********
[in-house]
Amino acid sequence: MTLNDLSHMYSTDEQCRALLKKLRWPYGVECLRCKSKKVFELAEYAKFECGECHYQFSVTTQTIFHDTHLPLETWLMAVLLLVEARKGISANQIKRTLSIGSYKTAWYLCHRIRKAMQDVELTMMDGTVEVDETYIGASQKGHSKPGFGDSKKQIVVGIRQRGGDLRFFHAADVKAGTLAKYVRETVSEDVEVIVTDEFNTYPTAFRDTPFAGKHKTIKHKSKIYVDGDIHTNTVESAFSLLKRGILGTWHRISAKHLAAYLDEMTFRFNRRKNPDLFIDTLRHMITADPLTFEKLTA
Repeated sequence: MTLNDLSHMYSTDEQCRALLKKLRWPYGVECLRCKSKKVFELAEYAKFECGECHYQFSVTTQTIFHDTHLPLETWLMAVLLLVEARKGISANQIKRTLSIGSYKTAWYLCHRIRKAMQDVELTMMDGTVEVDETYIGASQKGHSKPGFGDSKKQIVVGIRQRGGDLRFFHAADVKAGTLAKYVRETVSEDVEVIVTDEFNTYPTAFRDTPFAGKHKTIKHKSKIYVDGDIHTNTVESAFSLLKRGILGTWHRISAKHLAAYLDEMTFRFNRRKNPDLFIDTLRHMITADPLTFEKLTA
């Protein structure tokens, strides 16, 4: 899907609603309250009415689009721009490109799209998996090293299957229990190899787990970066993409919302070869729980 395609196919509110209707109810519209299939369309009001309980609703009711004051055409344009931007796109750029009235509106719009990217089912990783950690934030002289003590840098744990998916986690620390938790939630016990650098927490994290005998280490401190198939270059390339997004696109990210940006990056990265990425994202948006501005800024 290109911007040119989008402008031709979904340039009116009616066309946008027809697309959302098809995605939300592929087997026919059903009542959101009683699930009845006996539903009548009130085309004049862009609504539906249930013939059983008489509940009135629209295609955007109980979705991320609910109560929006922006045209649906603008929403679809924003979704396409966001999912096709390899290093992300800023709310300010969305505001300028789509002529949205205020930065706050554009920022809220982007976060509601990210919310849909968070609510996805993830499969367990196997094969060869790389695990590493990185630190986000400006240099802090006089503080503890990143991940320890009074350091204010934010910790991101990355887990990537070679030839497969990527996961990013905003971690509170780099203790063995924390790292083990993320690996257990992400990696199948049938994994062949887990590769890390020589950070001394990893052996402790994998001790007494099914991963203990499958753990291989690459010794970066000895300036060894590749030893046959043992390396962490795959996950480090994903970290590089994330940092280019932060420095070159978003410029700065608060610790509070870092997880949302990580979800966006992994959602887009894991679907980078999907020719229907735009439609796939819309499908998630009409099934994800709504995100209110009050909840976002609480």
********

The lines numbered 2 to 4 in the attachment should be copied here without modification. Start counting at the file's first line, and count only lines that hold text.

Amino acid sequence: MTLNDLSHMYSTDEQCRALLKKLRWPYGVECLRCKSKKVFELAEYAKFECGECHYQFSVTTQTIFHDTHLPLETWLMAVLLLVEARKGISANQIKRTLSIGSYKTAWYLCHRIRKAMQDVELTMMDGTVEVDETYIGASQKGHSKPGFGDSKKQIVVGIRQRGGDLRFFHAADVKAGTLAKYVRETVSEDVEVIVTDEFNTYPTAFRDTPFAGKHKTIKHKSKIYVDGDIHTNTVESAFSLLKRGILGTWHRISAKHLAAYLDEMTFRFNRRKNPDLFIDTLRHMITADPLTFEKLTA
Repeated sequence: MTLNDLSHMYSTDEQCRALLKKLRWPYGVECLRCKSKKVFELAEYAKFECGECHYQFSVTTQTIFHDTHLPLETWLMAVLLLVEARKGISANQIKRTLSIGSYKTAWYLCHRIRKAMQDVELTMMDGTVEVDETYIGASQKGHSKPGFGDSKKQIVVGIRQRGGDLRFFHAADVKAGTLAKYVRETVSEDVEVIVTDEFNTYPTAFRDTPFAGKHKTIKHKSKIYVDGDIHTNTVESAFSLLKRGILGTWHRISAKHLAAYLDEMTFRFNRRKNPDLFIDTLRHMITADPLTFEKLTA
């Protein structure tokens, strides 16, 4: 899907609603309250009415689009721009490109799209998996090293299957229990190899787990970066993409919302070869729980 395609196919509110209707109810519209299939369309009001309980609703009711004051055409344009931007796109750029009235509106719009990217089912990783950690934030002289003590840098744990998916986690620390938790939630016990650098927490994290005998280490401190198939270059390339997004696109990210940006990056990265990425994202948006501005800024 290109911007040119989008402008031709979904340039009116009616066309946008027809697309959302098809995605939300592929087997026919059903009542959101009683699930009845006996539903009548009130085309004049862009609504539906249930013939059983008489509940009135629209295609955007109980979705991320609910109560929006922006045209649906603008929403679809924003979704396409966001999912096709390899290093992300800023709310300010969305505001300028789509002529949205205020930065706050554009920022809220982007976060509601990210919310849909968070609510996805993830499969367990196997094969060869790389695990590493990185630190986000400006240099802090006089503080503890990143991940320890009074350091204010934010910790991101990355887990990537070679030839497969990527996961990013905003971690509170780099203790063995924390790292083990993320690996257990992400990696199948049938994994062949887990590769890390020589950070001394990893052996402790994998001790007494099914991963203990499958753990291989690459010794970066000895300036060894590749030893046959043992390396962490795959996950480090994903970290590089994330940092280019932060420095070159978003410029700065608060610790509070870092997880949302990580979800966006992994959602887009894991679907980078999907020719229907735009439609796939819309499908998630009409099934994800709504995100209110009050909840976002609480």